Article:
Spring teases leading up to fishing seasonPublished 5:31pm Sunday, March 11, 2012
There is a lot to be said for mild weather and it’s all good. We have really dodged a bullet this winter when it comes to snowfall. The nice weather this past week has really revved up my motor in anticipation of fishing open water once again. The thought of early season “slab” crappies almost gives me goose bumps, so the next step will be deciding what lake do I try first.
For many years, I would spend the spring anticipating the opening of the fishing season and planning which lake I wanted to fish first. A friend once said that vacation is as much about anticipation as it is participation. I can relate to that when thinking back to the years planning a family vacation to the north woods. The excitement would always escalate the closer you’d get to that magic day, but the time spent cleaning reels and inventorying tackle boxes was also quality time.
Whenever we vacationed at Spider Lake, it was a fun time. When the kids were younger the pickup camper seemed to have plenty of room, but as the kids grew older it appeared to be shrinking.
The Friday night before vacation was always a hectic time and on one particular night while I was putting the camper on the pickup the jack broke and I couldn’t crank it up. It was pretty humid that night so it didn’t take too much to irritate me and my boys must have sensed this and did their part to fuel the fire. I finally got my hydraulic jack in a position to lift it up enough to take the tension off.
They were good to help their mother in loading the camper but whenever I’d get frustrated bringing out the best in me was what they were really good at. There are times when we get together that the boys seem to take pleasure in bringing up some of those special moments that had old dad in such a frenzy. We can laugh about it now but at the time I was pretty much humor-impaired.
Looking back at those times spent camping at Spider is a great way to relive some very fond memories. The days spent on the lake were always capped off by nights sitting around the campfire roasting hot dogs and making smores. These are the memories that I will always have and will definitely revisit from time to time. Teaching your kids an appreciation of the outdoors is a great way to leave your mark and make sure that they will pass it on to future generations.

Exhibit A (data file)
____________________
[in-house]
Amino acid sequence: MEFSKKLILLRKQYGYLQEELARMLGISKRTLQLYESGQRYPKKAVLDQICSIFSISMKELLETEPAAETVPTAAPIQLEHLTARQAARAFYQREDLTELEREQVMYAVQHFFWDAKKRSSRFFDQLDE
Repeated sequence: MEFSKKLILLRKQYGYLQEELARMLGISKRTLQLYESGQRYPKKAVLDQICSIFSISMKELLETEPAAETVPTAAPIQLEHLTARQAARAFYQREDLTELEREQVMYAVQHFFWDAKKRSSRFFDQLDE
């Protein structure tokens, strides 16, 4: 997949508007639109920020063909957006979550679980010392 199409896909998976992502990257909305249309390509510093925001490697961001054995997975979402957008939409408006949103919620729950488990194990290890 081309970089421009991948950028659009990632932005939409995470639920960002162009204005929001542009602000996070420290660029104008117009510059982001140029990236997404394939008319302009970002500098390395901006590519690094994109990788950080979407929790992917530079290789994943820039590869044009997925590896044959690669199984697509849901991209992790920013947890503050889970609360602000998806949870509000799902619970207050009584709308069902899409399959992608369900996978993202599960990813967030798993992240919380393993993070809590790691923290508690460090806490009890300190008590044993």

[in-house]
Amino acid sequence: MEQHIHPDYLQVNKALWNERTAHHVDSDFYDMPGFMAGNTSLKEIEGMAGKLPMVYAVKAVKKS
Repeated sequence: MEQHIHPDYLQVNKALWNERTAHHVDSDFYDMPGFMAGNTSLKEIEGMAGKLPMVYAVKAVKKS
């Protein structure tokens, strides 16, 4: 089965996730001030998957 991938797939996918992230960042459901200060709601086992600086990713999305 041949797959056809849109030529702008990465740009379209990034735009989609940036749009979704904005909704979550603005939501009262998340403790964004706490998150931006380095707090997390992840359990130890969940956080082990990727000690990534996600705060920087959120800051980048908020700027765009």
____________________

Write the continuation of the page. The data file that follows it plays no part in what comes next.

Each year, as I sat in the house on a wintery night planning our next vacation, I would have visions of that lunker walleye or a monster musky taking the lure and I could almost hear the drag whining as it took line. Ahh … I couldn’t wait to be there, but it would be upon us before you know it and I just knew that big one was out there waiting for me. Now that I think about it, that was really the thinking of the 10-year-old kid that still resides in this adult body. I guess that feeling is like the feeling I get when coaching a hockey game, if I didn’t get butterflies before a game it would be time to hang it up. I still get that same feeling of excitement whenever I anticipate an upcoming fishing adventure so I guess you could say that I’m still good to go.
Although my priorities have changed a little I really enjoy watching my kids and grandkids catch fish and do what I can to make that happen. When my boys were younger I would always wish that they could catch fish, secretly hoping that one wouldn’t outdo the other. The thought process was that if they had a good day of fishing it would in turn keep them excited about the sport.
Over the years they have caught their share and both of them still do love the sport. When my grandsons came along, I wanted to share the experience with them and teach them as much as I could. I wanted to make sure that they had the opportunity to enjoy the outdoors to the fullest. They have actually expanded on that experience to include hunting which all four of them like to do. They hunt mostly waterfowl but when we are at the cabin Trevor and his dad also like to do some grouse hunting.
Fishing is what I am mostly all about and in the summer when fishing with those boys I always hope that they can catch that “lunker.” The funny part about all of this is that I still get that little-kid feeling of excitement whenever I wet a line.
The March meeting of Crossroads Chapter 54 Muskies, Inc., will be held at 7 p.m. on Wednesday at the Eagles Club in Owatonna. Our speaker will be Jim Kroupa from Twin Cities Chapter 1. Jim will speak on activities their chapter is involved in. Tournments, fund raising, etc.
A coming event is the Minnesota Musky Expo, held April 13-15, at Concordia University’s Gangelhoff Center., 235 Hamline Ave. St. Paul. There will be great seminars and huge bait displays, among other things.
Our meetings are held on second Wednesday of every month. They include informative speakers, updates, raffle, door prizes and musky talk and tips to help catch them. Check our website www.michapter54.com.
Please remember to keep our troops in your thoughts and prayers because they are the reason we are able to enjoy all the freedoms that we have today.
Dick Herfindahl’s column appears each Sunday in the Tribune.